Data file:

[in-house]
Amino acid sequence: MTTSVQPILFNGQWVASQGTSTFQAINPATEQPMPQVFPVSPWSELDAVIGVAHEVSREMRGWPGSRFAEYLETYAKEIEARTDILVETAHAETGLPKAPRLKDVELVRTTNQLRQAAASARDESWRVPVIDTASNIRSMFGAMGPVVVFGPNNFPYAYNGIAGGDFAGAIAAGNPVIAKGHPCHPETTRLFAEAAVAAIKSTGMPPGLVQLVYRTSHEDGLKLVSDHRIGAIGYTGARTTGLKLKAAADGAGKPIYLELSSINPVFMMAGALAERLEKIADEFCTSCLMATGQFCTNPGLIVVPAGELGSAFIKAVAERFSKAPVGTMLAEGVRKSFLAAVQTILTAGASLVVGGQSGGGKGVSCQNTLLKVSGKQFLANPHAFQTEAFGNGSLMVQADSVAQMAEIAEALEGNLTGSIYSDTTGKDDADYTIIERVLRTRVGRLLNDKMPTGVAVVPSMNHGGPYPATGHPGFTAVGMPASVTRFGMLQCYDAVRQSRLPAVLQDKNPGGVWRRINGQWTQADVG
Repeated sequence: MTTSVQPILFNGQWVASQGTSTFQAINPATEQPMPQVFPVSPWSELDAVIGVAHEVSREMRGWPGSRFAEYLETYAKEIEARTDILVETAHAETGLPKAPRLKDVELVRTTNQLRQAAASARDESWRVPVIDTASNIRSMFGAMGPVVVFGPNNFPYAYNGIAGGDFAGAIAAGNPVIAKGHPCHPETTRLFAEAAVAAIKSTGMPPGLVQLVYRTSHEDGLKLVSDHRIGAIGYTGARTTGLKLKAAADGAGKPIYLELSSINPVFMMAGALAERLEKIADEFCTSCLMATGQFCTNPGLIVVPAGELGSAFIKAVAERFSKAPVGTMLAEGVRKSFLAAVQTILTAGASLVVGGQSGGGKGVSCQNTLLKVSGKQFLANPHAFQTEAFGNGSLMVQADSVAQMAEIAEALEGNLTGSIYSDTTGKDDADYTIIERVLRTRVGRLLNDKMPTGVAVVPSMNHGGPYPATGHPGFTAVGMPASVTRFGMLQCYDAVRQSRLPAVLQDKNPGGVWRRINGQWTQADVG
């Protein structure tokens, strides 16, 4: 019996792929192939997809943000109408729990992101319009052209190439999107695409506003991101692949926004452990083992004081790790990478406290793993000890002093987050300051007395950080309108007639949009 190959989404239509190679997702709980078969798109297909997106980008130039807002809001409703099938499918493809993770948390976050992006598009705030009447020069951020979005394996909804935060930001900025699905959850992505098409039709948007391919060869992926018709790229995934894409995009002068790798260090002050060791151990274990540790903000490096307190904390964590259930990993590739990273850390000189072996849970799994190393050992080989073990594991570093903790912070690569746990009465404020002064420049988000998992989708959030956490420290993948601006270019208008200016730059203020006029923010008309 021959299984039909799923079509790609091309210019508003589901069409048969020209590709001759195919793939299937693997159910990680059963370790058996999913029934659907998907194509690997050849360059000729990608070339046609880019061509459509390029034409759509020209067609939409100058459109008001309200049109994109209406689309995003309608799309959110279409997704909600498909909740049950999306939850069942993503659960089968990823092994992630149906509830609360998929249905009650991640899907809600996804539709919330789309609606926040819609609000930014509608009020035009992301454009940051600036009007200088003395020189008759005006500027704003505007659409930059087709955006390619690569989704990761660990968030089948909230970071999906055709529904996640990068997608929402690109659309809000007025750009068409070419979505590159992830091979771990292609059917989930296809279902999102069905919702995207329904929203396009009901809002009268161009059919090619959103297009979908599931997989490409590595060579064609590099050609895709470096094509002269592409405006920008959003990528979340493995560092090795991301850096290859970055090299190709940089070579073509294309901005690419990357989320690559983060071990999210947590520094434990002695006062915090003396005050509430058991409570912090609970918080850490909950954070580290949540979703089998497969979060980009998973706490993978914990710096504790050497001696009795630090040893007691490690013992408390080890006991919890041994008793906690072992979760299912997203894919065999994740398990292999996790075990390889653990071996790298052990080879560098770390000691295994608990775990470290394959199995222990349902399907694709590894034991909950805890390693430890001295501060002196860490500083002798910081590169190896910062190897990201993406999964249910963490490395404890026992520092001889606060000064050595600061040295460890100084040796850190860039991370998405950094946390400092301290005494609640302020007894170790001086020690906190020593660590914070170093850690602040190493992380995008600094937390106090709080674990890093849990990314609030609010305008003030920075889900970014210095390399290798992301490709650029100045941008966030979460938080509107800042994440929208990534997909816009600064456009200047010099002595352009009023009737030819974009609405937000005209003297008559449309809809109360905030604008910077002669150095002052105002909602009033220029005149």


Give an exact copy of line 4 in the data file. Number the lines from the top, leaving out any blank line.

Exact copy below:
């Protein structure tokens, strides 16, 4: 019996792929192939997809943000109408729990992101319009052209190439999107695409506003991101692949926004452990083992004081790790990478406290793993000890002093987050300051007395950080309108007639949009 190959989404239509190679997702709980078969798109297909997106980008130039807002809001409703099938499918493809993770948390976050992006598009705030009447020069951020979005394996909804935060930001900025699905959850992505098409039709948007391919060869992926018709790229995934894409995009002068790798260090002050060791151990274990540790903000490096307190904390964590259930990993590739990273850390000189072996849970799994190393050992080989073990594991570093903790912070690569746990009465404020002064420049988000998992989708959030956490420290993948601006270019208008200016730059203020006029923010008309 021959299984039909799923079509790609091309210019508003589901069409048969020209590709001759195919793939299937693997159910990680059963370790058996999913029934659907998907194509690997050849360059000729990608070339046609880019061509459509390029034409759509020209067609939409100058459109008001309200049109994109209406689309995003309608799309959110279409997704909600498909909740049950999306939850069942993503659960089968990823092994992630149906509830609360998929249905009650991640899907809600996804539709919330789309609606926040819609609000930014509608009020035009992301454009940051600036009007200088003395020189008759005006500027704003505007659409930059087709955006390619690569989704990761660990968030089948909230970071999906055709529904996640990068997608929402690109659309809000007025750009068409070419979505590159992830091979771990292609059917989930296809279902999102069905919702995207329904929203396009009901809002009268161009059919090619959103297009979908599931997989490409590595060579064609590099050609895709470096094509002269592409405006920008959003990528979340493995560092090795991301850096290859970055090299190709940089070579073509294309901005690419990357989320690559983060071990999210947590520094434990002695006062915090003396005050509430058991409570912090609970918080850490909950954070580290949540979703089998497969979060980009998973706490993978914990710096504790050497001696009795630090040893007691490690013992408390080890006991919890041994008793906690072992979760299912997203894919065999994740398990292999996790075990390889653990071996790298052990080879560098770390000691295994608990775990470290394959199995222990349902399907694709590894034991909950805890390693430890001295501060002196860490500083002798910081590169190896910062190897990201993406999964249910963490490395404890026992520092001889606060000064050595600061040295460890100084040796850190860039991370998405950094946390400092301290005494609640302020007894170790001086020690906190020593660590914070170093850690602040190493992380995008600094937390106090709080674990890093849990990314609030609010305008003030920075889900970014210095390399290798992301490709650029100045941008966030979460938080509107800042994440929208990534997909816009600064456009200047010099002595352009009023009737030819974009609405937000005209003297008559449309809809109360905030604008910077002669150095002052105002909602009033220029005149």